Publisher: Canada:Knopf 2006
U.S: W.W. Norton 2007
Format: Hardcover, 528 pgs.
On Sale Date: September 2006
#1 best seller in Canada.
Read this review in The Globe and Mail.
Also available in the Netherlands as De hoeder van het paradijs (de Geus 2009)
The Custodian of Paradise
In his new novel, Wayne Johnston resumes a story he began in The Colony of Unrequited Dreams and gives us a riveting narrative with Sheilagh Fielding, one of the most memorable and beloved characters in all of Canadian fiction, at its centre.
It is the waning days of World War II and St. John's is a city of wounded or absent men. At the beginning of the novel, Fielding - as she is almost universally known - is headed for Loreburn, a deserted island off the south coast of Newfoundland. She brings two enormous trunks full of provisions that will make possible an extended stay. Gradually, we begin to learn what has brought her, a lame woman with a broken heart, to a wild island populated by horses, dogs and, perhaps, one other person she has never seen. He is the one who has been shadowing her since she made a mysterious pilgrimage to her mother's house in New York City more than two decades earlier.
Fielding's mother had deserted her husband and only child when Fielding was just six years old, and, unable to figure out why a woman would abandon her child, her father was left tormented by the question of Fielding's paternity. She is six-foot-three and nothing at all like him. Is she indeed his child? When, as a teenager and already a renowned wit and eccentric, Fielding falls briefly and terribly in love, she is left, ultimately, more alone than ever. Now, more than two decades later, she is in mourning and hounded by regret. She has no idea how to continue living when she arrives in Loreburn with her trunks and their peculiar contents.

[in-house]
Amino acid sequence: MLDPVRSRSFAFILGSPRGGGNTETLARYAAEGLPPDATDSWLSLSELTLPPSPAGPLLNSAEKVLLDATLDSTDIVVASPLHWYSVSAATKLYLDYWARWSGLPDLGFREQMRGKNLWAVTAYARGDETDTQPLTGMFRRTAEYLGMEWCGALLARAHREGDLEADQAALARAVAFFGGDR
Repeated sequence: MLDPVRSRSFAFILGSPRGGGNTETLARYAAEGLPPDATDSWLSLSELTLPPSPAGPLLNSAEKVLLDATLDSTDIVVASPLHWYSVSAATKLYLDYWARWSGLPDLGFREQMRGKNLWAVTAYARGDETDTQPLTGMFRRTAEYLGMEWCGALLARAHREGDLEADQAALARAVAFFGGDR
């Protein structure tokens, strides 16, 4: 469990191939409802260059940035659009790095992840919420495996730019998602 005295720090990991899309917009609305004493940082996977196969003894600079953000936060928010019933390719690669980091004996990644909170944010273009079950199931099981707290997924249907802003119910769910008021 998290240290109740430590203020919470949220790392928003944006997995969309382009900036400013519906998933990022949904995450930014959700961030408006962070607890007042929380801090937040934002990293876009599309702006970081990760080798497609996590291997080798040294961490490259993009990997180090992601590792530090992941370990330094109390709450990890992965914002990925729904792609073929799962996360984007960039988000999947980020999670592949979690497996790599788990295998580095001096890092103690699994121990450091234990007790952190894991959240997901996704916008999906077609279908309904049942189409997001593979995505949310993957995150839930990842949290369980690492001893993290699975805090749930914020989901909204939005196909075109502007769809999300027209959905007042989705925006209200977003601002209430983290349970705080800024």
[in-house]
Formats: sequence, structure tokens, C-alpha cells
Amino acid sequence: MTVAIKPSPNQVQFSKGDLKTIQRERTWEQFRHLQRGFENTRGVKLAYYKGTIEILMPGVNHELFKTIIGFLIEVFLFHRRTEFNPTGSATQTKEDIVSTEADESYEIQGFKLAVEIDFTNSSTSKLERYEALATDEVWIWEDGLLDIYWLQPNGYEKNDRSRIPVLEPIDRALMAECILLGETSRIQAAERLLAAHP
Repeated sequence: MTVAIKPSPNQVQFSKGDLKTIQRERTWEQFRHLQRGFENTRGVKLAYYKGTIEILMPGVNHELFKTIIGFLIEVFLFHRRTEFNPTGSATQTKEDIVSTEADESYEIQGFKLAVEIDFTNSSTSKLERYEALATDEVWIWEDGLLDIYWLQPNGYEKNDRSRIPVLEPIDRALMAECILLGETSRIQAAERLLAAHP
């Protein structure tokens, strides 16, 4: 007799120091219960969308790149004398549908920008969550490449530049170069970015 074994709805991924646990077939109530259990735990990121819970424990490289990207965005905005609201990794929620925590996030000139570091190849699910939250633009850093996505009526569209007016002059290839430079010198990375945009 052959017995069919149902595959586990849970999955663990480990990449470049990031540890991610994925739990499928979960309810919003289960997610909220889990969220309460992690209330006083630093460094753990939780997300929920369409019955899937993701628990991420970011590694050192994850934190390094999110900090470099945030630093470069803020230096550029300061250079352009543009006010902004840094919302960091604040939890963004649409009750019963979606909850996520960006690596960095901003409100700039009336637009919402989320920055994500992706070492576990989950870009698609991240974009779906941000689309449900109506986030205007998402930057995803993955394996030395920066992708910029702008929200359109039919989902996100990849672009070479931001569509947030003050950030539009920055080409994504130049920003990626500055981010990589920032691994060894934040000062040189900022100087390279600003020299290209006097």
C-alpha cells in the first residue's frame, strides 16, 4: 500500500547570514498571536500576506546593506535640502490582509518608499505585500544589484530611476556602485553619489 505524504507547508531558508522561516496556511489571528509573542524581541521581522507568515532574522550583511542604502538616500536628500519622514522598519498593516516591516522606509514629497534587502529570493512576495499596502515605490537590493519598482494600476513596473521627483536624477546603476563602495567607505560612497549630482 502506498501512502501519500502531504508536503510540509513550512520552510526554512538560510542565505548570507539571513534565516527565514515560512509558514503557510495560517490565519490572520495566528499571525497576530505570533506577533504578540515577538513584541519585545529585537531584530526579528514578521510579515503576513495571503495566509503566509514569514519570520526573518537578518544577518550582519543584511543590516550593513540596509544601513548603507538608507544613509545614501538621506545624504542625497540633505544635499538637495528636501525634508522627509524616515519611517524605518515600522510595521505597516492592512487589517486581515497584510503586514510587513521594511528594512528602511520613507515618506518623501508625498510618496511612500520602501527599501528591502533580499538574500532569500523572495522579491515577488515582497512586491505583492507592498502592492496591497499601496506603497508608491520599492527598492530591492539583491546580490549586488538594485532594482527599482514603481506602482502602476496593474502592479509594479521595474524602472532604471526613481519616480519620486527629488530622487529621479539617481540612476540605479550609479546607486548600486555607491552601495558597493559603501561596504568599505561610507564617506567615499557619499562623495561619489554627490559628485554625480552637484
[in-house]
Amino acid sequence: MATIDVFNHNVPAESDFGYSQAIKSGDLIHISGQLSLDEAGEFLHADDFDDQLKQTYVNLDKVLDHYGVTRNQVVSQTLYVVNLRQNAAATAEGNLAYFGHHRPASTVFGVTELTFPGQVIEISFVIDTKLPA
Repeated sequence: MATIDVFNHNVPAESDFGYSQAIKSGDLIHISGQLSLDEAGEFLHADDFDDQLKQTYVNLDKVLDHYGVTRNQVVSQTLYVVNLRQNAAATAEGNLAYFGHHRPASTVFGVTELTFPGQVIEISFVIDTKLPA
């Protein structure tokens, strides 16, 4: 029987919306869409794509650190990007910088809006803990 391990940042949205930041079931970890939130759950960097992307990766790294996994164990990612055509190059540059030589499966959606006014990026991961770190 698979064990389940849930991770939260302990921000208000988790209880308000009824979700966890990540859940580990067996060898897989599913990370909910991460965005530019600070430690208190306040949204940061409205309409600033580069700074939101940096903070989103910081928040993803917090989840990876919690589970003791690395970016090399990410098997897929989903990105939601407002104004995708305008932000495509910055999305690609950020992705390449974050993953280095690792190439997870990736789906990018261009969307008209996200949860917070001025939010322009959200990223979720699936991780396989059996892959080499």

In The Custodian of Paradise, Wayne Johnston gives us a magnificent portrait of his celebrated character. And he does so in a novel of immense storytelling power and grace.
I look out across the water which some days, depending on the size of the pond and the strength of the wind, is whitecapped, the waves all racing away from me towards the distant shore.
The water, because the sky is uniformly overcast, is grey, even black. And all around the water the treeless boulder-littered bog of Bonavista. Blueberry bushes, their leaves a russet red, bobbing in the wind, the few remaining alder leaves crackling like bits of ancient parchment.
-- from The Custodian of Paradise